NEW YORK (Reuters) – TransCanada Corp on Thursday filed with U.S. energy regulators to cut its spot rates to transport crude from Hardisty, Alberta, Canada to Port Arthur and Houston, Texas, just a month after filing to establish a new international tariff:
The company said it would now charge uncommitted shippers $8.28 a barrel to ship light crude and $9 to ship heavy crude from Hardisty to Port Arthur and Houston, according to a filing with the U.S. Federal Energy Regulatory Commission
In the initial January filing, Transcanada said it would charge uncommitted shippers $9.20 a barrel to ship light crude and $10 to ship heavy crude from Hardisty to Port Arthur and Houston
The new rates would be effective March 1, the filing said
Alberta curtailed 325,000 barrels per day (bpd) in January to drain a glut of crude in storage that was caused by congested pipelines, but has eased the curtailments modestly for February and March, citing faster-than-expected results as differentials narrowed rapidly from record lows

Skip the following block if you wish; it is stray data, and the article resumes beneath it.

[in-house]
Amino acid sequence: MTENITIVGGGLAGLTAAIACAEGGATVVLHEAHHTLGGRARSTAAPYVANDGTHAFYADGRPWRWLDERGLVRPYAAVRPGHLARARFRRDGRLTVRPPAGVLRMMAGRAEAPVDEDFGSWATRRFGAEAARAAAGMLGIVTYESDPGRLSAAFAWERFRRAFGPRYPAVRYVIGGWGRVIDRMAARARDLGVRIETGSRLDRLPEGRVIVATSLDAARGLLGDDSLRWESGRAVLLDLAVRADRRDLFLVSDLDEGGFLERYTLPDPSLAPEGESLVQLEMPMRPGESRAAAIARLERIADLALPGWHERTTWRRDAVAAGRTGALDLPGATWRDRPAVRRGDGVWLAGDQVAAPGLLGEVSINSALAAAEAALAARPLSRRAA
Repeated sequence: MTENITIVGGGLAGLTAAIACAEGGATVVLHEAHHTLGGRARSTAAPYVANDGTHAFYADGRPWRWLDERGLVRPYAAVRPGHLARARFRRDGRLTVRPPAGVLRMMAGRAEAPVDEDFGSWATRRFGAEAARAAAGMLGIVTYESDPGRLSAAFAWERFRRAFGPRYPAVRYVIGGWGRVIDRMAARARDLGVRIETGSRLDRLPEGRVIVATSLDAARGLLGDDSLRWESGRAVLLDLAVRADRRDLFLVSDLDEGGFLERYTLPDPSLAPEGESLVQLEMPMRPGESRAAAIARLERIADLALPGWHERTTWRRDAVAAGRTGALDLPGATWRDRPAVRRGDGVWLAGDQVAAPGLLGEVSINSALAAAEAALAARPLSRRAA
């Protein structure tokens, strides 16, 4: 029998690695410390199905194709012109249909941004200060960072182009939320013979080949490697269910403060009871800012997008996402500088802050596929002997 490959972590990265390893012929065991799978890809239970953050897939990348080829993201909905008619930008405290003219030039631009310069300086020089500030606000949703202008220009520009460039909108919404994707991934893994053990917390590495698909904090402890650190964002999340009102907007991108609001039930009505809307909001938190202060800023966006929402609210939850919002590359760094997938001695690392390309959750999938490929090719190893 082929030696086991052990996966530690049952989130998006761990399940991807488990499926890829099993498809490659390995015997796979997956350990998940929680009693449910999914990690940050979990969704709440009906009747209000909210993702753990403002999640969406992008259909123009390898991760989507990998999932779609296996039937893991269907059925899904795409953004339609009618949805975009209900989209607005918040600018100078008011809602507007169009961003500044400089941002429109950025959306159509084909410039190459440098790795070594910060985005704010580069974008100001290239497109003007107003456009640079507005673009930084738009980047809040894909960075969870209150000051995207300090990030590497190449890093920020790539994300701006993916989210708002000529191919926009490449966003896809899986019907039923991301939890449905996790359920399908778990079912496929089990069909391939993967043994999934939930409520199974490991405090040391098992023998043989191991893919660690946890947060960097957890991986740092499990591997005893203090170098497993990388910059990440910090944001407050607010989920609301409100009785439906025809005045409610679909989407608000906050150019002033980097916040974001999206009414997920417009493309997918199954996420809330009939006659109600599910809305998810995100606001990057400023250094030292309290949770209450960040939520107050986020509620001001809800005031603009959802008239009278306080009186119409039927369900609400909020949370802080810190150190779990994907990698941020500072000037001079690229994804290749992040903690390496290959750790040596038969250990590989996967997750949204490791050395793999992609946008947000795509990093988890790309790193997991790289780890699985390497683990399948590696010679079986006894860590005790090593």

“I think this was pre-emptive,” one trader said, referring to the reduction in rates as a way for TransCanada to boost flows on Keystone. “WCS (Western Canadian Select) prices have weakened enough on its own, this wasn’t necessary.”
It’s unlikely flows have dropped off since committed shippers are allotted more space when there are fewer spot shipments, another trader said, adding that this is a way for Transcanada to incentivize spot shipments again.
The discount on Canadian heavy crude compared with U.S. light oil widened to $10.50 per barrel on Thursday morning from $9.40 earlier, according to Net Energy Exchange, after a part of Keystone and the Platte pipeline were shut to investigate a possible leak in the St. Louis, Missouri, area.
Reporting by Devika Krishna Kumar in New York; Editing by Dan Grebler